(The National Interest) – Israel’s unilateral ceasefire in Gaza has left Israel with no strategic goals achieved. As attested by the Winograd Commission-set up by the Israeli government in 2006 to draw lessons from the then-recent war with Hezbollah-Israel, so adept at engaging tactically, cannot consolidate gains due to its numerous contradictory goals. One is forced to recall Kissinger’s statement decades ago that Israel does not have policy, but politics.
On January 16, 2009, a memorandum of understanding was signed between Foreign Minister Tzipi Livni and then-Secretary of State Condoleezza Rice. This statement constitutes the basis of U.S.-led interception of smuggled weapons into Gaza by monitoring the Persian Gulf, Sudan and neighboring states. The United States is taking a leading role in lending its military and intelligence assets, including detection and surveillance equipment, to governments in the Middle East that are allied with this endeavour. Why did Israel not push for this mechanism during the eight years it was being bombarded with rockets? Why did the Bush administration rush it through before it left office?
Ceasefires, like the one recently declared at the end of the conflict in Gaza, have traditionally been used by terrorist organisations to build up their weapons capabilities. They aren’t effective in the long term. The current ceasefire could heighten Hamas’s stature by recognizing it as a party and give it greater legitimacy. Hamas remains in possession of at least several hundred rockets, some of which are able to reach major population centers, and several others are still being lobbed at Israel.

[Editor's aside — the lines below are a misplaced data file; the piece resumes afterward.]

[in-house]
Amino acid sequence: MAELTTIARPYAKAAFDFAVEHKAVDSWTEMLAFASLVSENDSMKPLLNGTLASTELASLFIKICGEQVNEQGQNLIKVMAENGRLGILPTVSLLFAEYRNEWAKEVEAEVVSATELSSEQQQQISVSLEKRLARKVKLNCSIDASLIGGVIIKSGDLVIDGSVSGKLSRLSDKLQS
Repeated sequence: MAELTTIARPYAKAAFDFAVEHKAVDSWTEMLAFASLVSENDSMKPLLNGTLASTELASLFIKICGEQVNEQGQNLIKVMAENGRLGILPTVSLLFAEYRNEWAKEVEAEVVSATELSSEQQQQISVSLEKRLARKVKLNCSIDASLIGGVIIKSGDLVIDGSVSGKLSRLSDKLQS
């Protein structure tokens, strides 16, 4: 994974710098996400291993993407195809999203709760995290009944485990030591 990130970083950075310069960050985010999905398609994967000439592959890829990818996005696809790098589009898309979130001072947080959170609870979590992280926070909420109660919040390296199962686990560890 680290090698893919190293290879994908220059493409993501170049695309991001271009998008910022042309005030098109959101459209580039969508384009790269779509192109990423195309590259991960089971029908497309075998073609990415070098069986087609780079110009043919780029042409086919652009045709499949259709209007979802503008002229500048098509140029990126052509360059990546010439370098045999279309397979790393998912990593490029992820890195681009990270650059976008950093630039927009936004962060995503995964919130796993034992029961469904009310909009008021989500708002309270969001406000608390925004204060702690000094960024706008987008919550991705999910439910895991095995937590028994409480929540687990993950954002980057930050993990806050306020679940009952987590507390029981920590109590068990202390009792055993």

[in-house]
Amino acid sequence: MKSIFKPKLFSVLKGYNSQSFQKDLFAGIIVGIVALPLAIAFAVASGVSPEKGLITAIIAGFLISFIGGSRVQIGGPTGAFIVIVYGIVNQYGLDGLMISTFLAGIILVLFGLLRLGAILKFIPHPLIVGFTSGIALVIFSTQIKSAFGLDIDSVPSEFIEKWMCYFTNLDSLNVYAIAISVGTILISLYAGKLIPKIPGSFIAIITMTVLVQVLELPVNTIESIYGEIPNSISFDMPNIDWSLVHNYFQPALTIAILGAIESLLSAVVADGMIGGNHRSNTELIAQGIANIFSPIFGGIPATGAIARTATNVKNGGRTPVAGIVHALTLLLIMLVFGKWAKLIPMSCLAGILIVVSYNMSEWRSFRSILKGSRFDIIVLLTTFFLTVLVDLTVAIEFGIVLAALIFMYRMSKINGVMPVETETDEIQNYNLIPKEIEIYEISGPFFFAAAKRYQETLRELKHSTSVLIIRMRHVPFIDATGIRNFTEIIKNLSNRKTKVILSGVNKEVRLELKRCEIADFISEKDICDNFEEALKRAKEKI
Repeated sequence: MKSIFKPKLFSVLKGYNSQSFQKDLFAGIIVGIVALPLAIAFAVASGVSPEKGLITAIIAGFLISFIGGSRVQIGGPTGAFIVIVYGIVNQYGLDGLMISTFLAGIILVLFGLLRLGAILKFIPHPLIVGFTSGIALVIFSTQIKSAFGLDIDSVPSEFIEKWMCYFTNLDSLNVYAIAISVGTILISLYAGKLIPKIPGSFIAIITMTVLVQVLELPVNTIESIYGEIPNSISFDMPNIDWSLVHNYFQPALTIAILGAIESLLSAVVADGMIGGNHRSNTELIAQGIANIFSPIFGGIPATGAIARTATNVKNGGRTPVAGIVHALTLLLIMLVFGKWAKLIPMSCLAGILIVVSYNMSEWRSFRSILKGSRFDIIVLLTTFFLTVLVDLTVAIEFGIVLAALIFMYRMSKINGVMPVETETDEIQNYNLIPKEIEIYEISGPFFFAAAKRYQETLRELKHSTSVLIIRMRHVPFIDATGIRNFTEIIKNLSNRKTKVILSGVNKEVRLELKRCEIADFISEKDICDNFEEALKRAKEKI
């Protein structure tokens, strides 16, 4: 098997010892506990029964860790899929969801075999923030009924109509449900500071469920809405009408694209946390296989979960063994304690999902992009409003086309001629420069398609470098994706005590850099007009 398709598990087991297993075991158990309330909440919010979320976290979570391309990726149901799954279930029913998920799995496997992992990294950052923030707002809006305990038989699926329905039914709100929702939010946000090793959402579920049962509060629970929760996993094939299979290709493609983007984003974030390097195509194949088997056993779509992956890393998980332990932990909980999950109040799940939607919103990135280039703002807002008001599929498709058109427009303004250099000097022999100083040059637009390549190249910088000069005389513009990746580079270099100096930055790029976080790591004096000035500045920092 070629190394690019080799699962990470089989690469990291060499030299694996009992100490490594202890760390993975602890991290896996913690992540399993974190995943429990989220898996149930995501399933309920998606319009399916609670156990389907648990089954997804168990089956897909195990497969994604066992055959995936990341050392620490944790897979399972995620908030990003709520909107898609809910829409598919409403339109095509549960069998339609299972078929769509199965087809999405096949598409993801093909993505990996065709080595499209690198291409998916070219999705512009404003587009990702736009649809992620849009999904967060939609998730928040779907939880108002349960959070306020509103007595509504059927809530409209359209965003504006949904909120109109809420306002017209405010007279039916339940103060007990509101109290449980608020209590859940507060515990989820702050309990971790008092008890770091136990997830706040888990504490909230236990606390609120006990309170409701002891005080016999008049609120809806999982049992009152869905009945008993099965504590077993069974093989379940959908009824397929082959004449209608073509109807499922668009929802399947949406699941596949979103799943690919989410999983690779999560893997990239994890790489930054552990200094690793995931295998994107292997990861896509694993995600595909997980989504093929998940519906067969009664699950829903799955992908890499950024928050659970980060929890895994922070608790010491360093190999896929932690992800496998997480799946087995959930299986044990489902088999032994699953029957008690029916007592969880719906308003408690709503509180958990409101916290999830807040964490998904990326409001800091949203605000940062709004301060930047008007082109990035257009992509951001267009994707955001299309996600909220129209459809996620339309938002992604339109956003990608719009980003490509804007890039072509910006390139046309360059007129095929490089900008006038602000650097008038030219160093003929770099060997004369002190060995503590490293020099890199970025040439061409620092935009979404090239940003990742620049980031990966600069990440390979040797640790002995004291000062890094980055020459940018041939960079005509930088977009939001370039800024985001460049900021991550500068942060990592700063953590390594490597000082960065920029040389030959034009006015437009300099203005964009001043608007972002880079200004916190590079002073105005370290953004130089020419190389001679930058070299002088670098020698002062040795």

Hamas’s capacity to rapidly reconstitute its capabilities was facilitated by UN Secretary General Ban Ki-moon who sought a ceasefire in and of itself without caring about its effectiveness at preventing smuggling and enhancing security for Israel. To this end he declared: “We cannot wait for all the details, the mechanisms, to be conclusively negotiated and agreed, while civilians continue to be traumatized, injured or killed.” Similarly, when asked about the exact details of the agreement, and what new contributions it provides, Israel’s Foreign Minister Tzipi Livni acknowledged, “This is a beginning . . . I completely agree that we have now an understanding and it needs to be translated, also in the future, to more concrete measures.” Israel’s subscription to the vague agreement with the United States monitoring weapons smuggling into Gaza reflects the ambiguous aims that it had in going to war in the territory in the first place.
Read Full Article: The National Interest
Barak Seener is the CEO of Strategic Intelligentia and a former Middle East Fellow at the Royal United Services Institute (RUSI). He is on Twitter at @BarakSeener.